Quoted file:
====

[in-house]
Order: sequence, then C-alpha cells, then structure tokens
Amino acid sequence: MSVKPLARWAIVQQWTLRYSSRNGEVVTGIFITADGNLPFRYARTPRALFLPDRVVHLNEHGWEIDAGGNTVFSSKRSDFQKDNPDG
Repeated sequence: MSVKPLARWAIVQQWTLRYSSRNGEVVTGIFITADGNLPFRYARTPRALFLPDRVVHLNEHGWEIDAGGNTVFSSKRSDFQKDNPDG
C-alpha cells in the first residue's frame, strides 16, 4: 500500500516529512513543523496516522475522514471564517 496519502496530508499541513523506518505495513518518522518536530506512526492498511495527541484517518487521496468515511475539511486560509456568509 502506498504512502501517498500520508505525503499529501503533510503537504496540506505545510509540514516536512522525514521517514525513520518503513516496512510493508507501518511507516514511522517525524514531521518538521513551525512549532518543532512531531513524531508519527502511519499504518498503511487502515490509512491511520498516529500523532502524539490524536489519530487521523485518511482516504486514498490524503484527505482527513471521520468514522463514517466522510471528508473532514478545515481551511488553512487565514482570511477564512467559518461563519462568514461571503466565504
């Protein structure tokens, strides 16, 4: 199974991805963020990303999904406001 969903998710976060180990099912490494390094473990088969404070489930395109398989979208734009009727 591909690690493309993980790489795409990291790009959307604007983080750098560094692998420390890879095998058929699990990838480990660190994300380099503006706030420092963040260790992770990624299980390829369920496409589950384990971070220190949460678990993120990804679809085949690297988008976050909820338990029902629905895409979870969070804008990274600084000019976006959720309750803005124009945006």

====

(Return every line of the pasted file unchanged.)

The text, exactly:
[in-house]
Order: sequence, then C-alpha cells, then structure tokens
Amino acid sequence: MSVKPLARWAIVQQWTLRYSSRNGEVVTGIFITADGNLPFRYARTPRALFLPDRVVHLNEHGWEIDAGGNTVFSSKRSDFQKDNPDG
Repeated sequence: MSVKPLARWAIVQQWTLRYSSRNGEVVTGIFITADGNLPFRYARTPRALFLPDRVVHLNEHGWEIDAGGNTVFSSKRSDFQKDNPDG
C-alpha cells in the first residue's frame, strides 16, 4: 500500500516529512513543523496516522475522514471564517 496519502496530508499541513523506518505495513518518522518536530506512526492498511495527541484517518487521496468515511475539511486560509456568509 502506498504512502501517498500520508505525503499529501503533510503537504496540506505545510509540514516536512522525514521517514525513520518503513516496512510493508507501518511507516514511522517525524514531521518538521513551525512549532518543532512531531513524531508519527502511519499504518498503511487502515490509512491511520498516529500523532502524539490524536489519530487521523485518511482516504486514498490524503484527505482527513471521520468514522463514517466522510471528508473532514478545515481551511488553512487565514482570511477564512467559518461563519462568514461571503466565504
């Protein structure tokens, strides 16, 4: 199974991805963020990303999904406001 969903998710976060180990099912490494390094473990088969404070489930395109398989979208734009009727 591909690690493309993980790489795409990291790009959307604007983080750098560094692998420390890879095998058929699990990838480990660190994300380099503006706030420092963040260790992770990624299980390829369920496409589950384990971070220190949460678990993120990804679809085949690297988008976050909820338990029902629905895409979870969070804008990274600084000019976006959720309750803005124009945006």